Don’t like Florida’s proposed standards? They’re still a work in progress, chancellor Oliva says

‘Our third draft will look different from our second,’ the chancellor explains.
Florida K-12 Chancellor Jacob Oliva presents the state's second draft of academic standards revisions during an Oct. 17, 2017, session at Jefferson High School in Tampa. Gov. Ron DeSantis called for the effort in an executive order to remove the Common Core from Florida schools.
Florida K-12 Chancellor Jacob Oliva presents the state's second draft of academic standards revisions during an Oct. 17, 2017, session at Jefferson High School in Tampa. Gov. Ron DeSantis called for the effort in an executive order to remove the Common Core from Florida schools. [ JEFFREY S. SOLOCHEK | Times staff ]
Published Oct. 18, 2019|Updated Oct. 18, 2019

The Florida Department of Education’s academic standards listening tour passed through Tampa on Thursday, with about 75 teachers, parents and other education advocates from all points on the spectrum turning out to offer their perspective on what the state’s public school children should be learning.

Their messages ranged from all-out pleas of “leave our standards alone,” to complaints that the state’s effort to kill the Common Core as Gov. Ron DeSantis promised is a “great improvement ... but not yet a replacement.”

In other words, similar feedback to what department officials have received throughout the state.

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K-12 Chancellor Jacob Oliva, who has led the sessions, acknowledged afterward that some of the views are diametrically opposed and could prove difficult to resolve. But he stressed that the input already has impacted the draft that the department has put together.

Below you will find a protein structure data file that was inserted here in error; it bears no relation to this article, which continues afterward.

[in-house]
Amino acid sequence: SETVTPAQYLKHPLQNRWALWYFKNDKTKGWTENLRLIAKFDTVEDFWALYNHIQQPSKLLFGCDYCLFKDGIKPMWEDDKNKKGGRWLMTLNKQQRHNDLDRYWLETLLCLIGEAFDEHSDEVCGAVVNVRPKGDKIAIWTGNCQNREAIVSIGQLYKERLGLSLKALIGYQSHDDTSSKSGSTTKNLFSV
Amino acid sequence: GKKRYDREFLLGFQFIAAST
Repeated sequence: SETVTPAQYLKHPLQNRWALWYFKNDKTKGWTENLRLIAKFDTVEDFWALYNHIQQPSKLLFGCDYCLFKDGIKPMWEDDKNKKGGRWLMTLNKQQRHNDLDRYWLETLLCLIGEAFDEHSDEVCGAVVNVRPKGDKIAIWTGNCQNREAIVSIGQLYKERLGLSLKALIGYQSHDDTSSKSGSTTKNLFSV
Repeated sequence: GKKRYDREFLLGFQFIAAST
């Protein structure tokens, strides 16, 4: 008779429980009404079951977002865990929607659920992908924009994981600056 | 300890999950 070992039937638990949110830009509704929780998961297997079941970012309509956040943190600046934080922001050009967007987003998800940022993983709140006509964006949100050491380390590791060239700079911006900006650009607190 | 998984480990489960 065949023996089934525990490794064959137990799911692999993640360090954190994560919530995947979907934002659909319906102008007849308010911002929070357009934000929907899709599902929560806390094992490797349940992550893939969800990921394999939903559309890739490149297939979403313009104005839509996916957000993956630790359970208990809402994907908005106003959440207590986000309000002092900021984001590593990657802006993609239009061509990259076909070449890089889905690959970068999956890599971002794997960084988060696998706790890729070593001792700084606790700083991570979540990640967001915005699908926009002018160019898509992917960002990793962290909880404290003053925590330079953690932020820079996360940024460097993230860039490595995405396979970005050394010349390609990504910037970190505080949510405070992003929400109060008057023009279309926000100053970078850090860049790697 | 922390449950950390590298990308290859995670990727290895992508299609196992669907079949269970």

Several speakers at multiple venues have criticized the attempt to clarify the standards as making them too vague and simplistic, for example, Oliva noted, and the staff is working to improve the wording as a result.

“We have heard strong suggestions,” he told the Tampa Bay Times in an interview. “Our third draft will look different from our second.”

And that, too, will go to the public for added comments — most likely in December. Oliva said that round of hearings will pass through south Florida, something that didn’t take place this time around, much to the consternation of United Teachers of Dade officials.

A few UTD leaders traveled to Tampa to make their displeasure known regarding both the choice of locations and the decision to change standards.

“This just appears to be another political scheme,” UTD first vice president Antonio White said, suggesting the change will benefit textbook and testing publishers more than students.

He urged the department to trust teachers. By and large, those teachers encouraged the state to keep intact the current standards, which they called demanding and challenging.

By contrast, some speakers said they would have preferred the state not just adjust the existing benchmarks, but rather dump them completely in favor of the requirements in other states that never adopted Common Core. They pointed to examples such as Minnesota’s math standards.